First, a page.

There’s no denying that Ferrell and Wahlberg have a good rapport on screen, but their partnership isn’t going to last forever. As for Ferrell and John C. Reilly, they’re the original Shake and Bake duo. Actor Will Ferrell portrays Ricky Bobby, who was educated by his father, Gary Cole, that “if you aren’t first, you are last.” Ricky has matured into a competent racecar driver, especially when teamed up with his best friend Cal on the track (Reilly). Cal and Ricky Bobby’s friendship was put at risk when a French Formula One driver (Sacha Baron Cohen) joined the squad.
What matters in Talladega Nights is not just how fast you go, but also what you do in the race, especially to your family. If your sons are named Walker and Texas Ranger, this is doubly true. On video, Ferrell appears to be an arrogant snob who has no idea what to do with his hands, even after he’s urinated in the morning. If Jesus, Allah, or my Jewish God can’t help me with that small request, then I may have to appeal to Tom Cruise, The Man Himself. ‘The Magic Man and El Diablo’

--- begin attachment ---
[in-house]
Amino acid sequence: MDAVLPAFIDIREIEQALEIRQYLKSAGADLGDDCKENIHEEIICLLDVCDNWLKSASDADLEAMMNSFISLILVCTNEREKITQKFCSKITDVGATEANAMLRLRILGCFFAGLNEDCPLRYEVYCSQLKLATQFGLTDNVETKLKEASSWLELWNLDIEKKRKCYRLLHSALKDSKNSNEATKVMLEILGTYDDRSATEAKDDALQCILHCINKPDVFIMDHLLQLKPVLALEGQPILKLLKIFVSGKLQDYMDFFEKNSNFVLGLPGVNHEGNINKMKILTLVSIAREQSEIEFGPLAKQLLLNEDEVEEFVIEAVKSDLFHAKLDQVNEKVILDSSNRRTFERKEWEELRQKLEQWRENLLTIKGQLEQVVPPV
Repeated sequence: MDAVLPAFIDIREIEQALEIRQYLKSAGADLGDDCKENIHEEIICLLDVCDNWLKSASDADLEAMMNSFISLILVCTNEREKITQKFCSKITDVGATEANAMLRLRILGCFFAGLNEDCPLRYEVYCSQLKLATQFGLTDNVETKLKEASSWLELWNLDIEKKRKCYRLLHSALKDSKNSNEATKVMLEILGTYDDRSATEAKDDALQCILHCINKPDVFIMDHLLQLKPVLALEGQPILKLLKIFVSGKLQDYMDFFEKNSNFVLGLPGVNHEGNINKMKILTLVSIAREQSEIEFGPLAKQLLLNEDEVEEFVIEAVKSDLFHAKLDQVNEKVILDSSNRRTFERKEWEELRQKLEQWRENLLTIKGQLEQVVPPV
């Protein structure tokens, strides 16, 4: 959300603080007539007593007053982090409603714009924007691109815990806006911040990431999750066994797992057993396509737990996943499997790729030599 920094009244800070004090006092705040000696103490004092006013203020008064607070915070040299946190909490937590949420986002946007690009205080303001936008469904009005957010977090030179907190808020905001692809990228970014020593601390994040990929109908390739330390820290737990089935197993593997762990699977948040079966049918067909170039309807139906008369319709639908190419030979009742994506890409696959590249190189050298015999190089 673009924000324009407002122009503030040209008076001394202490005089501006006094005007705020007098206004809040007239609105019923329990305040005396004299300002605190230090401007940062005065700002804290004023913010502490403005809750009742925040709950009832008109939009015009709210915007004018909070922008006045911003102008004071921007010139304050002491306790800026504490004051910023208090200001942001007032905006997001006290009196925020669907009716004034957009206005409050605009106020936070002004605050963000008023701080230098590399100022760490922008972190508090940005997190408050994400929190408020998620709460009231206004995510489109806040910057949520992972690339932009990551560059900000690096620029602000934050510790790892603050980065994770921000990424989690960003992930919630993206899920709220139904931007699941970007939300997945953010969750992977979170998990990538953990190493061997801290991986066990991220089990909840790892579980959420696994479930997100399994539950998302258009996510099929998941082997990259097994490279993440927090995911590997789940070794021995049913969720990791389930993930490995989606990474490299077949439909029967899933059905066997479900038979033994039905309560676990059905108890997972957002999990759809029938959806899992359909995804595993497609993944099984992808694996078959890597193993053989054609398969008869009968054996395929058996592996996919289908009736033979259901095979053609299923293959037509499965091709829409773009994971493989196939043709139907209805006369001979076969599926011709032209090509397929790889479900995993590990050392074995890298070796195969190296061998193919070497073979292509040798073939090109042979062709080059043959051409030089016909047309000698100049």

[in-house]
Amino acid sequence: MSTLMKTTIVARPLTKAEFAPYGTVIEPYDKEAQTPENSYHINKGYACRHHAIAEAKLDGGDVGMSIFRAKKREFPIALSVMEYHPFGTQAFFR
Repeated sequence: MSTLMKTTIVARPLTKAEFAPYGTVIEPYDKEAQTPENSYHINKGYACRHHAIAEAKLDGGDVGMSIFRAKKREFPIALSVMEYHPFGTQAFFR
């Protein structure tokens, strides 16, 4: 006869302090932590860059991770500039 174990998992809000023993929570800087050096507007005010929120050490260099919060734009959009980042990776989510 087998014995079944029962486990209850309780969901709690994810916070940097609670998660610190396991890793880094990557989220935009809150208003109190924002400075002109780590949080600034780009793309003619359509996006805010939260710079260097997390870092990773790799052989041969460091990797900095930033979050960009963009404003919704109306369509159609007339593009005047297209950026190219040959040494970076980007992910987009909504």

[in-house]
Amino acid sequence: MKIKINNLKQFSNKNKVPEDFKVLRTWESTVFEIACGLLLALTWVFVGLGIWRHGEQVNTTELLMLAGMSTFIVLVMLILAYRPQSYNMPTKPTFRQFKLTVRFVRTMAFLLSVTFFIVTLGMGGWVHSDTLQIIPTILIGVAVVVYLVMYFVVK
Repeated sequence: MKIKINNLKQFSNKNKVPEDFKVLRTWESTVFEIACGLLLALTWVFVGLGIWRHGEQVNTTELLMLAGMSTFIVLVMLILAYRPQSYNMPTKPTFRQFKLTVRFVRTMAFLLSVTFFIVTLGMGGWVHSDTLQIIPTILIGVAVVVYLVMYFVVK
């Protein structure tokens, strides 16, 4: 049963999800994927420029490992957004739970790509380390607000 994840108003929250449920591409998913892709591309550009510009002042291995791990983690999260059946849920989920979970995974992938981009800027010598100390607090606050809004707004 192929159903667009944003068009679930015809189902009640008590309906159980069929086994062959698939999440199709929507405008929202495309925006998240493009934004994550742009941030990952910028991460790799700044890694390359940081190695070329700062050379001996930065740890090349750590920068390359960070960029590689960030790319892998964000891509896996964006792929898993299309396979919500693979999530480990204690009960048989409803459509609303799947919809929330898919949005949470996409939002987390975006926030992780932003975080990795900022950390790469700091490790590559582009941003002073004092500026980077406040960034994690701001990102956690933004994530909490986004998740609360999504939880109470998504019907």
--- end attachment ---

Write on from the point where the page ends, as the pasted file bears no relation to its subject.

I enjoy making others smile. My favorite facial expression is a broad grin. And this Christmas classic will put a smile on your face and offer you the kind of festive hug that makes your tongue expand. Buddy, a human who was adopted and nurtured by Santa’s elves, is played by Will Ferrell. While spreading holiday cheer in a cynical society, he sets out to see his biological father (a gruff James Caan). With Ferrell as the red-hot log on which the movie burns, director Jon Favreau gives Elf a sense of warmth that was missing from the initial plan for Carrey to star in. In addition to Zooey Deschanel, I’ll always have a soft spot in my heart for Ed Asner’s Santa and Bob Newhart’s Papa Elf.